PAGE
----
The meeting to consider a tax incentive that could be used to help redevelop the Oak Ridge Mall has been postponed in order to allow a city board to update its policy to reflect current state law, a city consultant said Friday.
The meeting, which had been scheduled for Sept. 26, could be rescheduled two to three weeks later, economic development consultant Ray Evans said.
He said the Oak Ridge Industrial Development Board has a tax increment financing, or TIF, policy that was initially enacted in 2008 and last updated in 2011.
But the state statute changed in 2012, and the current IDB policy for TIFs doesn’t reflect the state statute, Evans said.
“We wanted to get this procedure in the right order,” he said.
The IDB could consider updating its policy during an Oct. 7 meeting and the Oak Ridge City Council could consider it on Oct. 14.
TIFs allow new property tax revenues generated at a site to be used for site development. If its policy is revised, the IDB could recommend a mall TIF to the Oak Ridge City Council and Anderson County Commission. City officials have said the TIF could be worth up to $10 million and be used for roads, stoplights, and demolition work at the redeveloped 60-acre mall.
Many of the details aren’t available yet, however, including the precise amount of the proposed TIF agreement and the length of time it could be in effect.
The city has published a map of the Oak Ridge Mall economic development area. It shows properties that could benefit from the project economically.
The map is not meant to suggest that some properties included in the economic development area—such as the American Museum of Science and Energy, or the Manhattan Apartments—would be redeveloped, Evans said.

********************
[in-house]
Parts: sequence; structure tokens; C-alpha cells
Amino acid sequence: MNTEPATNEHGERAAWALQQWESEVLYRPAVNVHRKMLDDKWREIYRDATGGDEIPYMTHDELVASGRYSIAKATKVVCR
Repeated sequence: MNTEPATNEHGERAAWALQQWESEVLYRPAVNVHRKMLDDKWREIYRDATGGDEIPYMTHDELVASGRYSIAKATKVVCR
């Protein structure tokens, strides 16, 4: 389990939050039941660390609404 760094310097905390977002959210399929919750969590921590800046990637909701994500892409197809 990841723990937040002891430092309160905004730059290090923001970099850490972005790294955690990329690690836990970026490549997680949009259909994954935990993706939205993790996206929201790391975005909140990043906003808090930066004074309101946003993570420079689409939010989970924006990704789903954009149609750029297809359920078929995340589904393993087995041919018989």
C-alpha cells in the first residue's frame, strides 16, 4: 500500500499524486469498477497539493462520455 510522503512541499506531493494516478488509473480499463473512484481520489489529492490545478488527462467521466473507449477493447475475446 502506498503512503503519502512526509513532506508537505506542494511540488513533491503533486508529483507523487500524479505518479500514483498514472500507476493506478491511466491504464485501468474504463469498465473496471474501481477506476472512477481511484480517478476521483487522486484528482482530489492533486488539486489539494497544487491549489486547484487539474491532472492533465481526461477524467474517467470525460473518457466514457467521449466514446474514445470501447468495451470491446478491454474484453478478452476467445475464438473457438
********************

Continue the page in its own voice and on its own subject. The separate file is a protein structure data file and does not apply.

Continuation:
“There is nothing implied about redevelopment of those properties,” he said.
Property owners don’t have to agree to be included in the economic development area, Evans said.
“It technically doesn’t affect them one way or another,” he said, adding that they would not pay more in taxes. “It has no effect on them as far as taxpayers are concerned.”
Oak Ridge has used a TIF before, though on a much smaller scale, to help developers build Panera Bread, Aubrey’s, and Aldi on South Illinois Avenue.
The mall redevelopment has been proposed by Crosland Southeast, a development and investment company headquartered in Charlotte, N.C. That company signed a contract in late January to buy the mostly empty mall from Oak Ridge City Center LLC, although the deal hasn’t closed yet.
City officials emphasized that no public money would be at risk in the mall project, separating it from other earlier retail development proposals that were rejected by voters, including one about a decade ago at the mall and the other on top of Pine Ridge. Those financing packages, which put a significant amount of public money at risk, were subject to referendums, but the TIF would not be, Oak Ridge officials said.
More information will be added as it becomes available.